Rewiring the brain for fun and profit

Wired has just published an excellent two part article on neuroengineering, the practice of altering the brain with electronics or optics.

It looks at a number of interesting projects, from light controlled neurons to magnetic brain stimulation, and focuses on the work of talented neuroengineer Ed Boyden who I had the pleasure of doing a joint talk with at a SciFoo conference.

In fact, TMS gets electricity into the brain peacefully, without either cutting it open or shocking it with millions of volts.

The target area of the brain is treated like the coil in a generator, subjected to rapidly changing magnetic fields until electricity begins to dance across its neurons. Unlike the optical switch developed by Boyden and Stanford’s Dr. Karl Deisseroth, TMS doesn’t reach the deeper regions of the brain, but there are a lot of important and interesting areas in the cortex where TMS delivers its current. It’s also far less precise than the optical switch, although TMS seems positively surgical when compared to the imprecisions of the pharmaceuticals we pump into our bodies.

The second part is probably the highlight, discussing the possibilities of having these technologies more widely available so your average garage hacker can tinker with them (and themselves), and what ethical dilemmas this might cause.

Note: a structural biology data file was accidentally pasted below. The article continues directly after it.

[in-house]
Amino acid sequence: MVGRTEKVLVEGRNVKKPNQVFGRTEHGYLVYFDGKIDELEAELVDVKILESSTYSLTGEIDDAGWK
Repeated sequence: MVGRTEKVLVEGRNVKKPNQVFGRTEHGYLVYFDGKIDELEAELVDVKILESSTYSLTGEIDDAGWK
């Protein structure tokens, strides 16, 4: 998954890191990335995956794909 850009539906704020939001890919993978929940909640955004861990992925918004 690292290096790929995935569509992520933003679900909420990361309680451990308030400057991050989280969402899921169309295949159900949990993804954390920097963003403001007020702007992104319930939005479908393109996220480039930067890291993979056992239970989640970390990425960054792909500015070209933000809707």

Link to ‘Inside the New Science of Neuroengineering’.
Link to ‘How Neuroengineering May Change Your Brain.

2 Comments

  1. Posted March 3, 2009 at 6:24 pm | Permalink

    I am doing this kind of TMS research at the moment (inducing savant-like skills) and can attest to the steep learning curve of this technique. …it’ll be a while till we can induce Rain Man – Behavior.
    Nevertheless, newer stimulators, coming from Israel are seemingly capable of stimulating deep brain areas.

    http://medgadget.com/archives/2007/01/deep_tms_techno.html

  2. Enterhase
    Posted March 4, 2009 at 4:09 am | Permalink

    I’m not so worried about the ethical dilemmas as I am about the political consequences, particularly if these technologies are first put to use by the military.


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